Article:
Journal of Child and Family Studies

, Volume 28, Issue 5, pp 1402–1412 | Cite as

Economic Pressure, Parent Positivity, Positive Parenting, and Child Social Competence

  • Shinyoung JeonEmail author
  • Tricia K. Neppl
Original Paper



The current study examined how economic pressure impacts parental positivity and positive parenting separately for mothers and fathers, as well as how positivity and parenting impact child social competence.


This study included 207 mothers, fathers, and their first-born child from toddlerhood through the preschool years. This study employed an Actor–Partner Interdependence Model which was developed to handle dyadic relationships to investigate the association between economic pressure, parental positivity, and positive parenting, separately for mother and father and the interdependent associations between them.


Results showed that economic pressure when the child was age 2 (Time 1) was negatively associated with maternal and paternal positivity and father positive parenting when the child was 3-4 years old (Time 2). Maternal positivity was associated with paternal positivity and mother positive parenting was associated with father positive parenting. In addition, maternal positivity was associated with mother positive parenting while paternal positivity was not significantly related to father positive parenting at Time 2. Parental positivity and positive parenting at Time 2 were both associated with child social competence at age 5 (Time 3), even after controlling for child social competence at age 2 (Time 1).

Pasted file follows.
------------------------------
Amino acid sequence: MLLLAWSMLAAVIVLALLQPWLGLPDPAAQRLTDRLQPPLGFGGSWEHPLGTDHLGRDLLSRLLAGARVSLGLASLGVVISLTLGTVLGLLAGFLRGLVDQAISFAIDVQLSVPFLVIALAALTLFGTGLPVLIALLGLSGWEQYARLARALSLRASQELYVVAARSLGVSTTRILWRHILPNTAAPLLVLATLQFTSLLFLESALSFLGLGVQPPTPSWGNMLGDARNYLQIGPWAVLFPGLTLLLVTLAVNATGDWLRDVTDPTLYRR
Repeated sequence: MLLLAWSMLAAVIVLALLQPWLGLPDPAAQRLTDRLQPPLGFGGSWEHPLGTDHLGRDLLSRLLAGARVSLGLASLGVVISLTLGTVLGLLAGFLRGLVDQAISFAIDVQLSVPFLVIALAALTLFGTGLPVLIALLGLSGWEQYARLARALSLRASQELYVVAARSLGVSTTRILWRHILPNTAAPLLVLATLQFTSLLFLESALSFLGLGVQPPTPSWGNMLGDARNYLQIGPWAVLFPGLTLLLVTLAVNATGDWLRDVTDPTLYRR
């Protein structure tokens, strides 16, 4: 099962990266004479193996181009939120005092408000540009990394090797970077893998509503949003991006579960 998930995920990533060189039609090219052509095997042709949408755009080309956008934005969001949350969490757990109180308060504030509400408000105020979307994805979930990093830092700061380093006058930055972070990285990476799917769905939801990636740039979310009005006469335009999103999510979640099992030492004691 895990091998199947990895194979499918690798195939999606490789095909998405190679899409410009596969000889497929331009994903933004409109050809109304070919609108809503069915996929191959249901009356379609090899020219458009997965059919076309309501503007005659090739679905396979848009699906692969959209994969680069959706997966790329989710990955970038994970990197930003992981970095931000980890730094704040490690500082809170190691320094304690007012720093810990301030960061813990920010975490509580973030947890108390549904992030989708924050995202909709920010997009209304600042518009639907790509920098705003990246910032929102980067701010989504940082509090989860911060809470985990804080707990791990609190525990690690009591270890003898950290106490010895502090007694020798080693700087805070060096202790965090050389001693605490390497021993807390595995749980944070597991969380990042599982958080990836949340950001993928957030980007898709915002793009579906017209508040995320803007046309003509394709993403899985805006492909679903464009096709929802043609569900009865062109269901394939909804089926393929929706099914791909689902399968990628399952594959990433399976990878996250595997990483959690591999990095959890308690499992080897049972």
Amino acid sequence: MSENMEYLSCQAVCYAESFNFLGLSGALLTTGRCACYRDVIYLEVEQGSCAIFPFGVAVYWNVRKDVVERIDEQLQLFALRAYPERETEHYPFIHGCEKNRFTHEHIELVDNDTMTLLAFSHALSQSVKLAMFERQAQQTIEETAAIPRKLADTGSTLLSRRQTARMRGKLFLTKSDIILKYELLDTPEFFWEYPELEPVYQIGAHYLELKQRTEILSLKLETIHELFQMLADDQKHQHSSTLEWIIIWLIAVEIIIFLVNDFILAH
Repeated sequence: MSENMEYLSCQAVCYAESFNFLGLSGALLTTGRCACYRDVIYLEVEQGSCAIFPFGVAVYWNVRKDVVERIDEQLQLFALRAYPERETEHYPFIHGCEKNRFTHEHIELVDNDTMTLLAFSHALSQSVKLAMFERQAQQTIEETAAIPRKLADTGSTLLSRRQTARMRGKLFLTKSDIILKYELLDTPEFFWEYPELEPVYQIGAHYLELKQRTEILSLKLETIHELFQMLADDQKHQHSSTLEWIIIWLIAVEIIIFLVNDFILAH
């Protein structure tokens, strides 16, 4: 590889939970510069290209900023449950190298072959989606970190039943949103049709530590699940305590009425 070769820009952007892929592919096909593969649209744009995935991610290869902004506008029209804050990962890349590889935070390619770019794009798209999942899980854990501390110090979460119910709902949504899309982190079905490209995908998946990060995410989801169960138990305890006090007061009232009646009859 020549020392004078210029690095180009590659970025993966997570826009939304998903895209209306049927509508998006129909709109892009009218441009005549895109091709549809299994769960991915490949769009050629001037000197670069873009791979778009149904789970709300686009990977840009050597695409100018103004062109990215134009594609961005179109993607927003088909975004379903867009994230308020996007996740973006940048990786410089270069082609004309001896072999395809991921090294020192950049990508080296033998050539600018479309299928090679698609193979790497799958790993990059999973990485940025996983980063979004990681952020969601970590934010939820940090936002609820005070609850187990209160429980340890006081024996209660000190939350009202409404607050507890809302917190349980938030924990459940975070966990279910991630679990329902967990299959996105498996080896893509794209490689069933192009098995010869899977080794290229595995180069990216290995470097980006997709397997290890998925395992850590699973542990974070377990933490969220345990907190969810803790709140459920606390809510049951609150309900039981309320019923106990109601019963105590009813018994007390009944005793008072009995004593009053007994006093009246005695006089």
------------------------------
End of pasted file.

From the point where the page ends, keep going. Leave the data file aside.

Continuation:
The current results suggest that both maternal and paternal positivity and positive parenting are important protective factors for young children’s social competence even under times of economic adversity.


Economic pressure Maternal and paternal positivity Mother and father positive parenting Child social competence Actor-partner interdependence model 


Author Contributions

S.J. designed the research model and analyzed data and wrote the paper. T.K.N. designed the research model and contributed to the writing of the paper.


This research is currently supported by a grant from the National Institute on Aging (AG043599). The content is solely the responsibility of the authors and does not necessarily represent the official views of the funding agencies. Support for earlier years of the study also came from multiple sources, including the Eunice Kennedy Shriver National Institute of Child Health and Human Development (HD064687), National Institute of Mental Health (MH00567, MH19734, MH43270, MH59355, MH62989, MH48165, MH051361), the National Institute on Drug Abuse (DA05347), the National Institute of Child Health and Human Development (HD027724, HD051746, HD047573), the Bureau of Maternal and Child Health (MCJ-109572), and the MacArthur Foundation Research Network on Successful Adolescent Development Among Youth in High-Risk Settings.

Compliance with Ethical Standards

Conflict of Interest

The authors declare that they have no conflict of interest.

Ethical Approval

The study has been approved by the Institutional Review Board at Iowa State University.

Informed Consent

Informed consent was obtained from all parent participants included in the study.


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Copyright information

© Springer Science+Business Media, LLC, part of Springer Nature 2019

Authors and Affiliations

  1. 1.Early Childhood Education InstituteUniversity of Oklahoma-TulsaTulsaUSA
  2. 2.Department of Human Development and Family StudiesIowa State UniversityAmesUSA

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